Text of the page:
On this day in 1935, this rookie center fielder had his best day at the plate going 6 for 6 against the team that often brings out the best in its opposition, the Boston Braves. The game was played in old Sportsman’s Park III needing only an hour and 47 minutes. Yet it was an action filled afternoon matinee that featured 5 Boston errors, 19 St. Louis hits that culminated in the final score of 15-3, with St Louis National Leaguers taking the win.
The official line for Moore was 6 for 6, two runs scored and two RBI, all the hits were singles except a lone double.
Although they finished second to the Cubs in 1935, this mound city nine was had five hall of famers (Frankie Frisch, Leo Durocher, Ducky Medwick, Dizzy Dean and Jessie Haines) on the field and one in the front office, Branch Rickey. As for the Braves, they were worse than the ’62 Mets posting a 38-115 record, a not -so-good enough .248 w-l percentage, a glorious 61.5 GB. To add insult to the agony of defeat, this Beantown nine whose all-star centerfielder Wally Berger, lead the league in Home Runs and RBI, had three errors on September 5, the day in question.
His career was lasted from 1935 to 1948 and shortened by three years for service in WWII (1943 -1945), all in the Gateway City. He was a four-time NL All-Star and finished in the top five in the NL MVP vote five times. Terry Moore presence in the clubhouse in the 1940’s was fundamental to the redbirds success. Named captain of the World Series winners of 1942 and 1946, he was often overshadowed by his numerous Hall of Fame teammates. He was more known for his exceptional fielding prowess than hitting, but he posted a very respectable .280 career average and a career OPS+ of 99. For a five season peak, his OPS+ was 115. After the war, his hitting suffered with his best OPS+ a meager 85. Y If there were gold gloves given during this period, Moore would have collected a trophy case of them. Bill James ranks him number 60 on his center field list, declaring that Moore “was also, of course, one of the greatest defensive outfielders of all time” ( James , 2001).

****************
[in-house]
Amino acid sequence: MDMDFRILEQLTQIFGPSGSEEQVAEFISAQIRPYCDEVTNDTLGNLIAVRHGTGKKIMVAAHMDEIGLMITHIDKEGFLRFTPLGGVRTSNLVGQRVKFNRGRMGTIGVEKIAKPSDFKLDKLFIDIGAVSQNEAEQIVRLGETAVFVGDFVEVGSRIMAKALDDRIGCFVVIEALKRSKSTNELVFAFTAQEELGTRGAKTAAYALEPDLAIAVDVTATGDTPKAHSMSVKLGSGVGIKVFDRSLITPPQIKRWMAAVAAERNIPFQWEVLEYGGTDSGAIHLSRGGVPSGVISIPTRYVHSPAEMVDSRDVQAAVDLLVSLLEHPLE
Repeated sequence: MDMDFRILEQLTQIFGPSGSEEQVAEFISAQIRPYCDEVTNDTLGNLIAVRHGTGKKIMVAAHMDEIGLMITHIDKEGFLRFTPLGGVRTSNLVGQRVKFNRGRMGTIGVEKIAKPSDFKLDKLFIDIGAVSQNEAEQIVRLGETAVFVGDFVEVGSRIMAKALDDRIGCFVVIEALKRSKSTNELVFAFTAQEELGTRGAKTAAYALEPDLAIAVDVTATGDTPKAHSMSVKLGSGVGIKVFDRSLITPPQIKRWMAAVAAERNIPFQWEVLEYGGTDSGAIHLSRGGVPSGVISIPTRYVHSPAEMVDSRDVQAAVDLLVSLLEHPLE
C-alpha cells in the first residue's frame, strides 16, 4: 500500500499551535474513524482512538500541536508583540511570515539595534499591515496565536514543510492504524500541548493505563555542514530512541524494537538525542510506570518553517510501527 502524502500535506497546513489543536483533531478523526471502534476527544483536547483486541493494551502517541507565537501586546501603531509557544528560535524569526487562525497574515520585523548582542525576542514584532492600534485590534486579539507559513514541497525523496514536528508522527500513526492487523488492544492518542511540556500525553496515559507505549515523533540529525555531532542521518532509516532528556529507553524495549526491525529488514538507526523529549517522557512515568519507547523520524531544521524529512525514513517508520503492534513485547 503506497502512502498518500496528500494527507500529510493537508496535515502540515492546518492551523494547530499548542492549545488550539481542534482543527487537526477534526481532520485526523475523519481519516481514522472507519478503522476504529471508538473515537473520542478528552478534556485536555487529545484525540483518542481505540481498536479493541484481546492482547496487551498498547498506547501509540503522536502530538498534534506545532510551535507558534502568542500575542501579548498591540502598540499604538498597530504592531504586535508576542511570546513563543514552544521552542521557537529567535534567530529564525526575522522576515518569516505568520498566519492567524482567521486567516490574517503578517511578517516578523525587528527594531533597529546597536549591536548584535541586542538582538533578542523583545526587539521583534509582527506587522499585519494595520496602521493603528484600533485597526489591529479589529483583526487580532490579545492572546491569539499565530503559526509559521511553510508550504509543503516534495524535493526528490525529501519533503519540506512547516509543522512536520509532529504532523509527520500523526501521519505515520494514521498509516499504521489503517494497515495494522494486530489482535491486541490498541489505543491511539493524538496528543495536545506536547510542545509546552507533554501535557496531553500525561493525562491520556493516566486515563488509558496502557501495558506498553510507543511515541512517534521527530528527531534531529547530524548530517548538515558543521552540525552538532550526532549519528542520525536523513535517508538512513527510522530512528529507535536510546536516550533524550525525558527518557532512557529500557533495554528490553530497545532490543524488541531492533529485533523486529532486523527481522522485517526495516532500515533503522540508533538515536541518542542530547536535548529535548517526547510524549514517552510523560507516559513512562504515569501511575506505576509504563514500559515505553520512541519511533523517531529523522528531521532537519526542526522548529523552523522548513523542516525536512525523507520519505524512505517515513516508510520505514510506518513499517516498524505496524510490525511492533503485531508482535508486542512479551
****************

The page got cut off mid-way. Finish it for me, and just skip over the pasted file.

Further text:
Branch Rickey keenly saw in him exhibiting the best qualities of baseball leadership, and described him as:
Terry Moore was a real Gashouser. In him burned the fire and determination of a crusader. A Warrior. He asked for no quarter and gave none.
“Captain Terry” was the glue that held the clubhouse together. He was a leader who highlighted the strengths of his teammates as exemplar attitudes. On teammate Jessie Haines’ Hall of Fame web page, clubhouse leader Moore stated:
When I saw how hard a nice old man like Pop could take it after losing a game, I realized why he’d been a consistent winner and the Cardinals, too. I never forgot how much Haines expected of himself and of others.
Unlike most ballplayers who have their day after they retire, as tribute to his leadership “Terry Moore Day” was in the middle of his career held on August 15, 1939. He received “a handful of gifts” which included a hunting dog, 20-gauge shotgun, fishing gear, a gold pin, and coupons to a local barber for free shaves. Moore responding in kind to the adoring crowd by going 3 for 5 with an RBI and two runs scored. His teammates appropriately honored their captain by bringing him home to score the winning run. As world of baseball turns, former teammate Dizzy Dean, then hurling for the Chicago Nationals, took the loss in bottom of the 10 inning. Below is a news story and image taken from a partisan redbird social media posting.
PS. September 5 is a Babe Ruth daily double. In 1914, The Babe, as the Sultan of Swat, hit his only minor league home run in the long-gone Harlan’s Point Stadium in Toronto. Four years later in 1918, The Babe, as pitcher Ruth, pitched a six hit 1-0 shutout of the Cubs in game one of the World Series.
James, Bill, The New Bill James Historical Baseball Abstract, Free Press (2003).
Monteleone, John, Ed., Branch Rickey’s Little Blue Book, MacMillan (1995).